(2)         no real likelihood that such a document will emerge as a result of the disclosure exercise in respect of any other Issue."

The judge also seemingly endorsed, at least to some degree, a submission that disclosure of Narrative Documents might only be deemed appropriate in complex fraud cases in which an understanding of the facts in question demands a comprehension of the broader context.  It therefore seems that obtaining narrative disclosure in future cases will often be something of a tough ask.

Castle Water Ltd v Thames Water Utilities Ltd [2020] EWHC 1374 (TCC)

In this judgment, the judge helpfully clarified the scope of the disclosure obligation that arises in respect of "adverse" and "known adverse" documents under PD51U.   

A document is adverse for the purposes of the Practice Direction "if it or any information it contains contradicts or materially damages the disclosing party's contention or version of events on an issue in dispute, or supports the contention or version of events of an opposing party". "Known adverse documents" are documents of which a party is actually aware "without undertaking any further search for documents than it has already undertaken or caused to be undertaken".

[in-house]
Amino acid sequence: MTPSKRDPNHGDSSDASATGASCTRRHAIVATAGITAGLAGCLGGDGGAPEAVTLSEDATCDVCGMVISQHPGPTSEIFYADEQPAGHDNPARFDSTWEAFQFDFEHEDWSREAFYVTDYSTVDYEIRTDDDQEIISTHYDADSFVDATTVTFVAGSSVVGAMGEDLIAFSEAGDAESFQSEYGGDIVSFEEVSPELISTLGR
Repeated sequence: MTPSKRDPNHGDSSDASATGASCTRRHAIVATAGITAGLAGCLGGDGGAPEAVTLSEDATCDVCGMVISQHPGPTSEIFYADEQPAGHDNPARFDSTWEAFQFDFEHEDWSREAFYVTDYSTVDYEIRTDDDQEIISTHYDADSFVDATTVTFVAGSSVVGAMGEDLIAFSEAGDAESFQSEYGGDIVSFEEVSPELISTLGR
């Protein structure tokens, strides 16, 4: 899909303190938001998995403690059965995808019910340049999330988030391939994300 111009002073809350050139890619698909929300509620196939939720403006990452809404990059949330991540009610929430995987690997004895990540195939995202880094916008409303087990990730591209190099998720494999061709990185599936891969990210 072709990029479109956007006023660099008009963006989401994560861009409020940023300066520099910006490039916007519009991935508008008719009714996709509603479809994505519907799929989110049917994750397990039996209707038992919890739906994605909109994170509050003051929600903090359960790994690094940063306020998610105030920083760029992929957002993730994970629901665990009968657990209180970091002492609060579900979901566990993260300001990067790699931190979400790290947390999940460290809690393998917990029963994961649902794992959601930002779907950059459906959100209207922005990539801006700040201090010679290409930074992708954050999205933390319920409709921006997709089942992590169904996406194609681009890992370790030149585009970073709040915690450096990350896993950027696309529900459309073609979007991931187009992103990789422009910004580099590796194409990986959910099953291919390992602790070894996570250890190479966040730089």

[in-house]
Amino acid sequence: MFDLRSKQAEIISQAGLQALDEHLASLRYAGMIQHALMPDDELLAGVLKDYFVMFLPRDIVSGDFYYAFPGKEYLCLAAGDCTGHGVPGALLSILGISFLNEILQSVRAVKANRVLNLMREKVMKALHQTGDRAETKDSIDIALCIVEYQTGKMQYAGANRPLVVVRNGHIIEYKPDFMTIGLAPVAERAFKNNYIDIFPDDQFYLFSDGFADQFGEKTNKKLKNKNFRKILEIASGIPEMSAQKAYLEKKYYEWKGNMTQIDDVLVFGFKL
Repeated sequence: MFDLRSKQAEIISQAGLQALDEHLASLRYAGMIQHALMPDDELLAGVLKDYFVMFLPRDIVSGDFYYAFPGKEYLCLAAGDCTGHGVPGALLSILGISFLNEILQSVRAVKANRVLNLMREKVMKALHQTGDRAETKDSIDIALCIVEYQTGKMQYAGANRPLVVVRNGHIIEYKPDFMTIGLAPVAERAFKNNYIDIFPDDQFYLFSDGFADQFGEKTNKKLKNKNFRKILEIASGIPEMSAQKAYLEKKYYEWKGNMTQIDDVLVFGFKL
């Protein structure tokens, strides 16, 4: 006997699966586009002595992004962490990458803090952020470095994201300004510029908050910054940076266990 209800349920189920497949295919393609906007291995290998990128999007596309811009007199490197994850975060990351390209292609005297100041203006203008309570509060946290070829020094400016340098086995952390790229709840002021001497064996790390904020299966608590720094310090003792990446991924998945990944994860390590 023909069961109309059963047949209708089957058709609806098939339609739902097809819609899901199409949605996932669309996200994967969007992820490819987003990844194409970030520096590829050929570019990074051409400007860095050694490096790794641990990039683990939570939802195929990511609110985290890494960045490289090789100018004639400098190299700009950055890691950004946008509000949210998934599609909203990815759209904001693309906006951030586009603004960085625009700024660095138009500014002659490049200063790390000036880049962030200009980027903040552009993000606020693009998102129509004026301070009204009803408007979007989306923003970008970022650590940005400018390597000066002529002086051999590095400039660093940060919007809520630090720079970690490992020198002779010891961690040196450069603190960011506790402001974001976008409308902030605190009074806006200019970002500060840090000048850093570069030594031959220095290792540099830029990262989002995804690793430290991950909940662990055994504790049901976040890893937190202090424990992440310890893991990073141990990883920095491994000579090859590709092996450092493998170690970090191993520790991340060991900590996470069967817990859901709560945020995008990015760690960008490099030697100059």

Notwithstanding that PD51U makes clear that parties need not undertake additional searches for adverse documents beyond those that they have already made,  the judge considered that the obligation in PD51U to disclose such documents would be "emasculated" if this was taken to mean that no checks had to be carried out for them whatsoever.  He therefore drew a distinction between carrying out "searches" and carrying out "checks".  Echoing the language used throughout PD 51U, he held that there was a duty on parties at the outset to undertake "reasonable and proportionate checks" to ascertain whether they had any such documents.  Having done so, there was then a duty to take reasonable and proportionate steps to locate those documents.

The judge further clarified that, for cases "of any complexity at all or an organisation of any size", such checks "will require more than a generalised question that fails to identify the issues to which the question and any adverse documents may relate." Asking only the "leaders or controlling mind of an organisation" would not be enough unless the issue did not concern anyone else.